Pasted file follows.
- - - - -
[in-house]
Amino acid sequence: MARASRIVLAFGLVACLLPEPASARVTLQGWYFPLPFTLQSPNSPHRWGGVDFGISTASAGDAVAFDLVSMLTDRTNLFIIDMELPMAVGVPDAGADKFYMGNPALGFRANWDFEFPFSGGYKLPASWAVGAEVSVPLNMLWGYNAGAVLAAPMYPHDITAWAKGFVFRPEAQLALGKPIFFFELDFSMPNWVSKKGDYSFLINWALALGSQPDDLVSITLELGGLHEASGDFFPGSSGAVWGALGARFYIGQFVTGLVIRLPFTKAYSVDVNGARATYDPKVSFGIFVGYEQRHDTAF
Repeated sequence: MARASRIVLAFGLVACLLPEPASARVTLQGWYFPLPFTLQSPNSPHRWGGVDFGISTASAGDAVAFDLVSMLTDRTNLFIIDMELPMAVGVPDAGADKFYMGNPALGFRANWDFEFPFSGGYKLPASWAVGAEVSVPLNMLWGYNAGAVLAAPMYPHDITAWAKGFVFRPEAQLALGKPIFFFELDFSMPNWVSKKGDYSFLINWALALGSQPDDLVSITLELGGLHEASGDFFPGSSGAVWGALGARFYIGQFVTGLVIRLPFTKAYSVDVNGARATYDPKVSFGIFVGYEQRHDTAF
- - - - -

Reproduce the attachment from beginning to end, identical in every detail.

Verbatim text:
[in-house]
Amino acid sequence: MARASRIVLAFGLVACLLPEPASARVTLQGWYFPLPFTLQSPNSPHRWGGVDFGISTASAGDAVAFDLVSMLTDRTNLFIIDMELPMAVGVPDAGADKFYMGNPALGFRANWDFEFPFSGGYKLPASWAVGAEVSVPLNMLWGYNAGAVLAAPMYPHDITAWAKGFVFRPEAQLALGKPIFFFELDFSMPNWVSKKGDYSFLINWALALGSQPDDLVSITLELGGLHEASGDFFPGSSGAVWGALGARFYIGQFVTGLVIRLPFTKAYSVDVNGARATYDPKVSFGIFVGYEQRHDTAF
Repeated sequence: MARASRIVLAFGLVACLLPEPASARVTLQGWYFPLPFTLQSPNSPHRWGGVDFGISTASAGDAVAFDLVSMLTDRTNLFIIDMELPMAVGVPDAGADKFYMGNPALGFRANWDFEFPFSGGYKLPASWAVGAEVSVPLNMLWGYNAGAVLAAPMYPHDITAWAKGFVFRPEAQLALGKPIFFFELDFSMPNWVSKKGDYSFLINWALALGSQPDDLVSITLELGGLHEASGDFFPGSSGAVWGALGARFYIGQFVTGLVIRLPFTKAYSVDVNGARATYDPKVSFGIFVGYEQRHDTAF